Yeltsin Warns of 'Large-Scale War' in Georgia

TIMES STAFF WRITER

Unless the leaders of the former Soviet republic of Georgia can reach a political agreement with their peers in Abkhazia, a region of the republic now fighting for independence, a "large-scale war" will erupt, Russian President Boris N. Yeltsin warned Thursday.

Yeltsin made his remarks upon arrival in Bishkek, the capital of the Central Asian republic of Kyrgyzstan, where leaders of the Commonwealth of Independent States are meeting to discuss military issues and the warfare raging in several areas of the former Soviet Union.

Georgian and Abkhazian negotiators have agreed to meet with him next week on a ship anchored in the Black Sea near Sukhumi, the capital of Abkhazia, Yeltsin said. But he insisted that the two sides must lower their demands so a truce is possible, "otherwise we will have on our hands not just a political impasse, but a developing large-scale war."

Reports from Abkhazia told of thousands fleeing to avoid the all-out warfare that appeared inevitable and because of wild rumors that Abkhazian forces killed hundreds of Georgian civilians after capturing the strategic city of Gagra.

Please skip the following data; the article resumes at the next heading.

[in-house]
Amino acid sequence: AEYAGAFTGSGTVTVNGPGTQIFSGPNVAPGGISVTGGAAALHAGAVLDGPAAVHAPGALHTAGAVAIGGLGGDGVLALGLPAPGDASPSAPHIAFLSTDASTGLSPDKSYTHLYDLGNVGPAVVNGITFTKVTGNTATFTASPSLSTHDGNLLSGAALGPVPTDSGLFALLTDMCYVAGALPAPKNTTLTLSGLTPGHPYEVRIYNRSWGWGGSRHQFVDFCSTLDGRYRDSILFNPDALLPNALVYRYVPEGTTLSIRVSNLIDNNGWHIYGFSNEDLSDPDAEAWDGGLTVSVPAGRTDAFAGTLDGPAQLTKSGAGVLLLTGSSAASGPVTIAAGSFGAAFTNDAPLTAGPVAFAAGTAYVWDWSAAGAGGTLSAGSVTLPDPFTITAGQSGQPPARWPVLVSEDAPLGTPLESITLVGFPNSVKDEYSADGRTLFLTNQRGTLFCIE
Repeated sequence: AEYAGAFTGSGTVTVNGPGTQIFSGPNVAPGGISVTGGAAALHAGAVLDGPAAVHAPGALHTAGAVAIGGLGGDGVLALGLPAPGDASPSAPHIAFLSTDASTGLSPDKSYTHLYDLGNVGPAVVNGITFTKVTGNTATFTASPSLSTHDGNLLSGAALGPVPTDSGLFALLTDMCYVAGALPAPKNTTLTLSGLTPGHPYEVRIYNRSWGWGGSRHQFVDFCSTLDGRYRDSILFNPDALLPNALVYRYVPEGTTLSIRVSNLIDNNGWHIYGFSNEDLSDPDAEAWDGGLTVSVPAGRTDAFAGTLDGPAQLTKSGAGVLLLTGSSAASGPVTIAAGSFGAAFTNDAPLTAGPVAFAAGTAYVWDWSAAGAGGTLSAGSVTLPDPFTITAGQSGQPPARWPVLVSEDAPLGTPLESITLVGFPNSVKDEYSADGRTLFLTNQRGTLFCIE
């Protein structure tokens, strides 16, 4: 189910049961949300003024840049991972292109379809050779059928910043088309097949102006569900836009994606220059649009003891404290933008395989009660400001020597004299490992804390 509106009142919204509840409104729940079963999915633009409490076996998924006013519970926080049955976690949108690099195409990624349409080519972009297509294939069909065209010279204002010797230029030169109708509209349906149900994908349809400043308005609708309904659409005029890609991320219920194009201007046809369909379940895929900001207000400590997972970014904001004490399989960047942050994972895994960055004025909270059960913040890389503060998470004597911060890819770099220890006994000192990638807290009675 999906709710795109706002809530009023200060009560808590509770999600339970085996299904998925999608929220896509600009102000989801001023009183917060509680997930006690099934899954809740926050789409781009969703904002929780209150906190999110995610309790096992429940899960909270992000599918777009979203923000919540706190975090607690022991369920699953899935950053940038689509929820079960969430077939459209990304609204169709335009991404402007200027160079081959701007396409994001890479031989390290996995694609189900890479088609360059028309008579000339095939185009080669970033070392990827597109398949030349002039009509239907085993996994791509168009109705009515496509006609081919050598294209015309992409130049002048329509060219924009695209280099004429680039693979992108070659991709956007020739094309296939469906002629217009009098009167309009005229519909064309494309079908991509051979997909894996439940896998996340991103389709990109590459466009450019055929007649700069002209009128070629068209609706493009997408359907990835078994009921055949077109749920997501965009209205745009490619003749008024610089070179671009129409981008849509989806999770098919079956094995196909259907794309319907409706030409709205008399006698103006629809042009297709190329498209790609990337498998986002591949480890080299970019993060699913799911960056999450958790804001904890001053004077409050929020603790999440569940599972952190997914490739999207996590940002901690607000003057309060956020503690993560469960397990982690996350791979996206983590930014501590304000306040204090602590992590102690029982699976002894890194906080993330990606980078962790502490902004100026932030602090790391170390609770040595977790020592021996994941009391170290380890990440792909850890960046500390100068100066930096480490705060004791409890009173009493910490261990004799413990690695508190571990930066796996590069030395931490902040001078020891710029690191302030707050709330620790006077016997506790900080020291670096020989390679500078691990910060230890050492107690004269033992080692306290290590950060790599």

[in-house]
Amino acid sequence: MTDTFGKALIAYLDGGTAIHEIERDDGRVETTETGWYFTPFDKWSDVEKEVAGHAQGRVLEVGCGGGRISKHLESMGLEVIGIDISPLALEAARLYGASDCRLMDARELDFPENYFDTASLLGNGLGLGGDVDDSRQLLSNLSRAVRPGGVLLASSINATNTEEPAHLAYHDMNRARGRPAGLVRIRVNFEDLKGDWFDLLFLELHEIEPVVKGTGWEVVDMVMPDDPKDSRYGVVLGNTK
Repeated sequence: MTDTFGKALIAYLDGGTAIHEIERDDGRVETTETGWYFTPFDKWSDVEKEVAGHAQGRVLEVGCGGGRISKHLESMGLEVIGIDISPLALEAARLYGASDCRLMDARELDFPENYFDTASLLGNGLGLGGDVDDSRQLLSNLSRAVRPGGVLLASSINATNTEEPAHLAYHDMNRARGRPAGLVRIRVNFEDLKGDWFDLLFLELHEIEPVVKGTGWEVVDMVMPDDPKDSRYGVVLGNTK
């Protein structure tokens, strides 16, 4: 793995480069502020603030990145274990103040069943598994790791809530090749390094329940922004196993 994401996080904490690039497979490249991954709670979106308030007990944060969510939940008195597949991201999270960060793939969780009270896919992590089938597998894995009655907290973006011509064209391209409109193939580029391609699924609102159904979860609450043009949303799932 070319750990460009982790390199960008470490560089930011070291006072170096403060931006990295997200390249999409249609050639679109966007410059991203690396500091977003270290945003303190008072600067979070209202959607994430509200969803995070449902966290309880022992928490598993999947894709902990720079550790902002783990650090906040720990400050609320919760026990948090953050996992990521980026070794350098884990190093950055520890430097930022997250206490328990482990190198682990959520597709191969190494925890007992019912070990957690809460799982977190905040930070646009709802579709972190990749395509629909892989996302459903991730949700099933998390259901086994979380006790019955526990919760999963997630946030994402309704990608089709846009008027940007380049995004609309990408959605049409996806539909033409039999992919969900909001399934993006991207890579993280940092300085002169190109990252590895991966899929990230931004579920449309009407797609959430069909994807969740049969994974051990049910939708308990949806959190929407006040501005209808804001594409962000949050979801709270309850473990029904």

"The peaceful population of Abkhazia is threatened with extermination," a leader of the Georgian faction of the Abkhazian legislature wrote to Yeltsin and Eduard A. Shevardnadze, the chairman of Georgia's ruling State Council, the Russian Information Agency reported. The letter asserts that execution lists are being compiled and that 800 Georgians were killed in Gagra, which Georgia lost to Abkhazian separatists Friday.

Abkhazians, however, loudly denied the charges.

The letter also repeated accusations that Russia is providing arms to the Abkhazians.

But Russian Foreign Ministry spokesman Sergei Yastrzhembsky told reporters: "Statements made by Georgian officials over the past few days, accusing Russia of assisting one of the sides in the Abkhazian conflict, are groundless."

Abkhazian rebels, who have taken control of three key cities in the region, are demanding independence from Georgia; Shevardnadze has declared that Georgia will not give up the territory.

As the fighting rages, Georgians are preparing for a national election Sunday; Shevardnadze has insisted it will go on as scheduled. The election is important because it may give legitimacy to Georgia's government, which last December violently deposed Zviad Gamsakhurdia, the republic's first popularly elected president, who was accused of being a dictator.

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